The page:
Because previous studies of attention in autism spectrum disorders (ASD) have been restricted in age range examined, little is known about how these processes develop over the course of childhood. In this study we examined cross-sectional age effects on patterns of visual attention to social and nonsocial information in 43 typically developing children and 51 children with ASD ranging in age from 2 to 18. Results indicated a sharp increase in visual exploration with age and a decrease in perseverative and detail-focused attention for both groups of children. However, increased age was associated with greater increases in visual exploration for typically developing children than for those children with ASD. The developmental differences were most pronounced for attention to certain nonsocial stimuli as children with ASD demonstrated a disproportionate attentional bias for these stimuli from very early in life. Disproportionate visual attention to certain nonsocial objects relative to social stimuli in ASD spanned from early to late childhood, and thus may represent both an early and a persistent characteristic of the disorder.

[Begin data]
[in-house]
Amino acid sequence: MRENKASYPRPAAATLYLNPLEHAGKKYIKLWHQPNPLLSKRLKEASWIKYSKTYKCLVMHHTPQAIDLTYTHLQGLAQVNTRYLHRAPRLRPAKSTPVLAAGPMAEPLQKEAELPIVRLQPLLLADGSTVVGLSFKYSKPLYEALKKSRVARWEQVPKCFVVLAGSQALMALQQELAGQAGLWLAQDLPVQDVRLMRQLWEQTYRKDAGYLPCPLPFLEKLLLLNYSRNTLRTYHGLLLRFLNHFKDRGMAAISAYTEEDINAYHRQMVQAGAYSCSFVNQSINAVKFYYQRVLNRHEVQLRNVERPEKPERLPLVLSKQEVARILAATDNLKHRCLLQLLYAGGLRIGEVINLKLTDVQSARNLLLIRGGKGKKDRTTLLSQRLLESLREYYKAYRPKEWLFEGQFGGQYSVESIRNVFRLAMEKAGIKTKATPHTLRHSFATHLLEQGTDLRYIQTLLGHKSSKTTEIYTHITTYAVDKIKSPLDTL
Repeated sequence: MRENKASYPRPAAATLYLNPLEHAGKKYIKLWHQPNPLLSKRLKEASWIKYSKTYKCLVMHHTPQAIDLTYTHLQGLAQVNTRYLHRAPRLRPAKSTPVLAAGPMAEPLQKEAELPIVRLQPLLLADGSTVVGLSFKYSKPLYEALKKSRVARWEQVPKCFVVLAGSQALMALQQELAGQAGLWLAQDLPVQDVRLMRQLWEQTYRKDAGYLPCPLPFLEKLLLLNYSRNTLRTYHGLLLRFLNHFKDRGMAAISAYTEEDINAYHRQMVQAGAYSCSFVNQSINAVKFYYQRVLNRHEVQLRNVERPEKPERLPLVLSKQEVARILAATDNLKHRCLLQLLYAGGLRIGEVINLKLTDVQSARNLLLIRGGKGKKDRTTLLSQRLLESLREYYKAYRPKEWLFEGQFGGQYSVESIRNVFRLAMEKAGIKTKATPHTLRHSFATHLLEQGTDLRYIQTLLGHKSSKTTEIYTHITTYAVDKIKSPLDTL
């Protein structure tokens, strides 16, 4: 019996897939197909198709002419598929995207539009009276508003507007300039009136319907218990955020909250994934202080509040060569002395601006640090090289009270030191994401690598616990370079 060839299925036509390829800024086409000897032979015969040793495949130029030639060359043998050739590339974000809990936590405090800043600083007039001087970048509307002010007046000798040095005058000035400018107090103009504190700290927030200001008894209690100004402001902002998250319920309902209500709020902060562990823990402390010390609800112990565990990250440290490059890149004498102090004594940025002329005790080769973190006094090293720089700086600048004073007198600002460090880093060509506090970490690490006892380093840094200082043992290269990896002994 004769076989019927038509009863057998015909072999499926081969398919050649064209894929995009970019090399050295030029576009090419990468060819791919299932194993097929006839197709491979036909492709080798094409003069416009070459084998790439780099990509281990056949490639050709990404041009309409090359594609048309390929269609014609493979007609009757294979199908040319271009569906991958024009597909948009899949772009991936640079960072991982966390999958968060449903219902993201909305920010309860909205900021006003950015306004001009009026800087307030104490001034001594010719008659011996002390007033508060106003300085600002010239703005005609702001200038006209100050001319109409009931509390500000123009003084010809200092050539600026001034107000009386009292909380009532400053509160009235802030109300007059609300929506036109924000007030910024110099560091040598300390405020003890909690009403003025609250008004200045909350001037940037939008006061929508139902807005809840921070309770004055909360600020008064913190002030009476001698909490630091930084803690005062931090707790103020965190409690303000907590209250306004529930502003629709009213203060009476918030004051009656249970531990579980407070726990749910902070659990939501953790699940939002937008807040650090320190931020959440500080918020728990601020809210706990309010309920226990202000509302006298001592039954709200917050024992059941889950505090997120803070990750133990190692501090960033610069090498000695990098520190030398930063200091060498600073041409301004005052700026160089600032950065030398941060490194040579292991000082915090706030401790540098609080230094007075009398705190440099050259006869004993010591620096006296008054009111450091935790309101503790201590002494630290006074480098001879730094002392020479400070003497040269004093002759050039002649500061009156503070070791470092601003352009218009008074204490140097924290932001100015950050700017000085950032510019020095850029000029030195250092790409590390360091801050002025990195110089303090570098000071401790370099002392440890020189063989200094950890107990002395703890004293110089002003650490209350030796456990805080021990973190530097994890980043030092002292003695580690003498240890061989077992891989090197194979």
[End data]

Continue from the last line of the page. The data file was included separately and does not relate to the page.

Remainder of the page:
Bibliographical noteFunding Information:
This research was funded by R01 MH073402 (Bodfish). JTE was supported by an NRSA award ( 5-T32-HD007376 ) from NICHD to the Carolina Consortium on Human Development at the Center for Developmental Science, UNC. GSD was supported by K23 MH081285. Support was also provided by the Subject Registry Core of the Carolina Institute for Developmental Disabilities ( P30 HD03110 ).
- Eye tracking
- Visual exploration